• Finally, Gopher theoretically supports full-text search, and we emulate it too . It happened clumsily for me, but it seems to work.

First of all, we hang on a listener socket, which will wait until the client sends us a line ending in CRLF - then we will have to answer the request, or NULL - then we will have to close the connection:

 var server = net.createServer(function (sock) { 
     var query = ""; 
     console.log('Client connected from ' + sock.remoteAddress + ' port ' + sock.remotePort); 
     sock.on('end', function () { 
         console.log('Client disconnected'); 
     sock.on('data', function (buf) { 
         console.log('Received ' + buf.length + ' byte(s) of data');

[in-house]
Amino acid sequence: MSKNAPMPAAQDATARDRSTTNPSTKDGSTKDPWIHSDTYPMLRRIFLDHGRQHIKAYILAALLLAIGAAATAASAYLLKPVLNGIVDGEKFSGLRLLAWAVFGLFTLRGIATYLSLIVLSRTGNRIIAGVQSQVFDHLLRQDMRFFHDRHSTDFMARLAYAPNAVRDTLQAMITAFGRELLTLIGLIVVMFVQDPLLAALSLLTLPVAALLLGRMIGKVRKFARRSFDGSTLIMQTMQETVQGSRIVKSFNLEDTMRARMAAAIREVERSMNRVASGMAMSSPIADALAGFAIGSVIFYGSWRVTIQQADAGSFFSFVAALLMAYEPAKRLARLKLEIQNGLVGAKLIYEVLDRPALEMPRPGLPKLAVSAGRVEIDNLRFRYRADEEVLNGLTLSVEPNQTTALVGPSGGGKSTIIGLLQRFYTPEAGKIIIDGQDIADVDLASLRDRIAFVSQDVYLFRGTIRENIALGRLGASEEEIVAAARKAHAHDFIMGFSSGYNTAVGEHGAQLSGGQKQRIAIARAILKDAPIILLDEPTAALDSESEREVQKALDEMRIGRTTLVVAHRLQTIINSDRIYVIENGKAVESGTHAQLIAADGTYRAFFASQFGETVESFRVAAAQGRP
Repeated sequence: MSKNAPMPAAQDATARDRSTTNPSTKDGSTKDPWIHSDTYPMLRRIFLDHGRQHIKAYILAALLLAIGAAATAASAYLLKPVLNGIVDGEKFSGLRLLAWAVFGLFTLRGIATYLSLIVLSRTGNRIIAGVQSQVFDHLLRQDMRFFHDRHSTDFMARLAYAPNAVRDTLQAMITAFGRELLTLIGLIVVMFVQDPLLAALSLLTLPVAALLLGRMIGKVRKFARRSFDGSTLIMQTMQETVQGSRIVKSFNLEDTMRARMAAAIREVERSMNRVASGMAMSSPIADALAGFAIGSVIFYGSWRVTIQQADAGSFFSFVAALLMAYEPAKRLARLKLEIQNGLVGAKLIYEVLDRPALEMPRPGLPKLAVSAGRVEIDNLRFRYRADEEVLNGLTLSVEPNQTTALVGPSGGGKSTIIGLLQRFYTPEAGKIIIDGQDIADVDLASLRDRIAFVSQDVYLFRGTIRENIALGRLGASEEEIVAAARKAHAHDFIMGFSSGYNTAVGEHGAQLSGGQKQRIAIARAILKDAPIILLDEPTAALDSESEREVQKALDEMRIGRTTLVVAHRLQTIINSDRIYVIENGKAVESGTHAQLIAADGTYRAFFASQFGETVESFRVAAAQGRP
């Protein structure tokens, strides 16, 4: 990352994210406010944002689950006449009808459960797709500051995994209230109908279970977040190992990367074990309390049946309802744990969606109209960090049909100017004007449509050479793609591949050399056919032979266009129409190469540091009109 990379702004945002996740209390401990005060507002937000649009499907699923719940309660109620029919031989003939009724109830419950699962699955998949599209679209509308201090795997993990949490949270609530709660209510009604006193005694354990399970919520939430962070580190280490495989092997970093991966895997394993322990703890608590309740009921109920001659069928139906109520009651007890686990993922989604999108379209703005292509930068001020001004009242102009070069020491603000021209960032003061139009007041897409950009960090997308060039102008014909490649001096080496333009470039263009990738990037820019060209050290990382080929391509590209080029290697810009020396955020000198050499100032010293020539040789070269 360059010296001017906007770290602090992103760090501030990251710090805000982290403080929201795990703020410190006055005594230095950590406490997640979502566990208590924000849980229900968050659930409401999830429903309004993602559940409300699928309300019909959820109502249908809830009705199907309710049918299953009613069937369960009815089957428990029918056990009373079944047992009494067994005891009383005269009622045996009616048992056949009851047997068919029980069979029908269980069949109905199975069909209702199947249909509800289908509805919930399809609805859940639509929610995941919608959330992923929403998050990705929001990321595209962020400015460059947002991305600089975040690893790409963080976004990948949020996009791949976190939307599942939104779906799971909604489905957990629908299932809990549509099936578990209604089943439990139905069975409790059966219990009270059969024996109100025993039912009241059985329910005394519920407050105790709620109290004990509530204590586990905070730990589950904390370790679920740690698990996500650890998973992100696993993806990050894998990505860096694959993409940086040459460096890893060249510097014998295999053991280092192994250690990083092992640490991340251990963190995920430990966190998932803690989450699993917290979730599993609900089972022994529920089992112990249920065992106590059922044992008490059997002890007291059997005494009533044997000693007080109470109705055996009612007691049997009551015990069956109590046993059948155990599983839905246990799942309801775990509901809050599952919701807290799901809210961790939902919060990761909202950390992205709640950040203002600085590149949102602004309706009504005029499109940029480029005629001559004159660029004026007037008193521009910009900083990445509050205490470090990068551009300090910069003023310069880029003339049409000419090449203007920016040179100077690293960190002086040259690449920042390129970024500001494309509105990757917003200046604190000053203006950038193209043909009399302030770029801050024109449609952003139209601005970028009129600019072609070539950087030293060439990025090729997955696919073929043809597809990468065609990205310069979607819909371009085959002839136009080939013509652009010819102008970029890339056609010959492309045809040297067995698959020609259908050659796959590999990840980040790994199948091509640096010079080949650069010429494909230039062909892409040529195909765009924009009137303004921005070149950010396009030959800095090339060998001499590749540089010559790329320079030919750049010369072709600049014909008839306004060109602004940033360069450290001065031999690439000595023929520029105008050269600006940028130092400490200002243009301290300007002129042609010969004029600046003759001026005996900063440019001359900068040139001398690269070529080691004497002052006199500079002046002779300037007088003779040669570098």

var r = false; 
         for (var i = 0; i < buf.length; i++) { 
             var b = buf.readUInt8(i); 
             switch (b) { 
                 case 0x0: 
                     r = false; 
                 case 0xD: 
                     r = true; 
                 case 0xA: 
                     if (r) { 
                         handleQuery(query, sock); 
                     r = false; 
                     query += String.fromCharCode(b); 

If we need to answer the request, then we look to see if the string was empty. If empty, we respond with a menu (and Gopher is a text menu-based protocol, the fields of which are separated by tabs) containing a listing of the current directory. If not, then depending on the type of resource requested, we either give its contents or do a full-text search. In a full-text query, we will definitely meet a tab character, its presence and check first of all.

function handleQuery(query, sock) { 
     var paramPos = query.indexOf(TAB); 
     if (paramPos > -1) { 
         var search = query.substr(paramPos + 1);